House Democrats Oppose AWB

Yesterday, 65 House Democrats (including 2 from Indiana) signed a letter to AG Eric Holder stating their opposition to the renewal or creation of a new Assault Weapons Ban.  Read the press release from NRA here.  Sebastian has a good run down of the math this creates in the House:

Just to run the math for you, there are 178 Republicans in the House of Representatives under the 111th Congress.  It takes 218 votes to pass a bill.  That means with 65 Democrats on record as opposing a renewal of the ban, we can afford to lose 28 deadbeat Republicans on the vote, and Pelosi still would not have a majority to pass a renewal.

Now, we’re not out of the woods on this, not by a long shot.  If you live in one of the districts represented by a Democrat that signed on to this letter, you need to contact your reps now and thank them for the support of the 2nd Amendment, and continue to maintain contact with that representative’s office so that in the event any sort of ban is proposed, they know on which side their bread is buttered.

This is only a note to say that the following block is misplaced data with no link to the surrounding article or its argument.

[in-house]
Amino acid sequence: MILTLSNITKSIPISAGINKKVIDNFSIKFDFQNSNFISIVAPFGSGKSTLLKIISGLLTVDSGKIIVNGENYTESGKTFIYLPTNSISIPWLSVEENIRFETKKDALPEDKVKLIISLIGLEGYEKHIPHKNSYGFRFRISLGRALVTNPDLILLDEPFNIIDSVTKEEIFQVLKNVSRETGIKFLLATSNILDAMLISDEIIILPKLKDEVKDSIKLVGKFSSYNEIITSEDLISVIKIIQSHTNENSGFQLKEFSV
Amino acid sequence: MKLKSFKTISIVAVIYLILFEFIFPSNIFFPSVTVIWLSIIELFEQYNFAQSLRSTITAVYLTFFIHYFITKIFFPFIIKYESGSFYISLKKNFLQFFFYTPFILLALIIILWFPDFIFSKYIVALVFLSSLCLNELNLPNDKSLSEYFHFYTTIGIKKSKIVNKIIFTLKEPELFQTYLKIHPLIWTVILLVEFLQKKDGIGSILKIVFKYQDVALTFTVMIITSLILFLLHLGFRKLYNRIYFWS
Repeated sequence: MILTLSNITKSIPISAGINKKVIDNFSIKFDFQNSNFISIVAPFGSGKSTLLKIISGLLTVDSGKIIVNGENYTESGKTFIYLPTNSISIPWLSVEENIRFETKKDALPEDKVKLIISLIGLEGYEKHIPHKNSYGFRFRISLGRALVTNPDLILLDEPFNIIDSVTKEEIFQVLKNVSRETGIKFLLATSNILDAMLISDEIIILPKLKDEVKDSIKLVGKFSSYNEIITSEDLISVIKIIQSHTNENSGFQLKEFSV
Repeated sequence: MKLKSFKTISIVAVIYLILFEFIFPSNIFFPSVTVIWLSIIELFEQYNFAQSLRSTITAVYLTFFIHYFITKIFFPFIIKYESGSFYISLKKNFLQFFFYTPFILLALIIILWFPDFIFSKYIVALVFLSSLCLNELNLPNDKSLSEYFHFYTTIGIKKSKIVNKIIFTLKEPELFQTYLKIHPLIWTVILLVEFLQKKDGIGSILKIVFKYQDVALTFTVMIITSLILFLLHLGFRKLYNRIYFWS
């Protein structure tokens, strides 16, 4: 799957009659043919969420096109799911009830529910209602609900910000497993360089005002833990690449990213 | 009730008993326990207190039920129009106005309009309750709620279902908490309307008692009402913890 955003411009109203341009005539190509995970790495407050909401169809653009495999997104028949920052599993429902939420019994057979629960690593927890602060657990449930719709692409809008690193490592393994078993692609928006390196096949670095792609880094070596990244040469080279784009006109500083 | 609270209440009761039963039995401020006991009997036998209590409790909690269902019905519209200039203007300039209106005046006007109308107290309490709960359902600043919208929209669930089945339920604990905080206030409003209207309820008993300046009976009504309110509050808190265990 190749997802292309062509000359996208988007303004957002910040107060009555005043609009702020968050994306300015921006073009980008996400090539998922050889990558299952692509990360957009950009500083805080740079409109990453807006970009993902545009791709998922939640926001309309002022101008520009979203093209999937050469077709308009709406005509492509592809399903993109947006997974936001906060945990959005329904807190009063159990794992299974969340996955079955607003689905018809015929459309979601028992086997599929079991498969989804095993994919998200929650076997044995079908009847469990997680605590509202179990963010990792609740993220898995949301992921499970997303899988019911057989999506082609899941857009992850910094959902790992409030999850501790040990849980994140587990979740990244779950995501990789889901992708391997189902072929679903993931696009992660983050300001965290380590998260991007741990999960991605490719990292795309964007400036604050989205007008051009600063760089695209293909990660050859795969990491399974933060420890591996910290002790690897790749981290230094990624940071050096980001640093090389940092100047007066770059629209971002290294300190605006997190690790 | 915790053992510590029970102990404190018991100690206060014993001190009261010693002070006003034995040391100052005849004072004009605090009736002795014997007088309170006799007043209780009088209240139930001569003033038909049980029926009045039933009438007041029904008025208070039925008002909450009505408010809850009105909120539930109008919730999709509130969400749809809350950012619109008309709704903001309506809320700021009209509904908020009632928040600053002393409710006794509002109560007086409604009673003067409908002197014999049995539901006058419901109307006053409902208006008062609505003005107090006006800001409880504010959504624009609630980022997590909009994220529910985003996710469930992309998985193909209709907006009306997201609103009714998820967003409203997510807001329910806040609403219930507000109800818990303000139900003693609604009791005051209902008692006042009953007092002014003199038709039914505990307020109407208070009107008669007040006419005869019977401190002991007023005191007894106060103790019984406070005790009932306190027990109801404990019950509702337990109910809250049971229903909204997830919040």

3 thoughts on “House Democrats Oppose AWB”

  1. I’m hoping they realize this really IS the third rail of politics, and I REALLY hope they jump on it! If they do, we can clean house in 2010.

  2. I just don’t trust the leadership in the House and Senate to keep their word. However, I think their coming out against an AWB-which may be a smokescreen-is all about the midterm elections coming up. I hope that enough people are disgruntled with the Obamanation that we’ll get another sea change like we had in ’94. If that happens, though its going to have to be a Republican leadership that understands that being more like the Dems isn’t what we want. Conservatism wins elections. If they don’t figure that out and the Country Club Republicans win a majority again, then nothing at all changes and the need for a Conservative Party becomes more of a reality.

  3. My problem with saying that conservatism wins elections is that a growing number of the electorate are tired of the the conservative religious agenda. I don’t really want to ban gay marriage, and I want to fund stem cell research, and I don’t think we should be teaching creationism in schools. While I am in fact a Christian, those things don’t have any place in politics.

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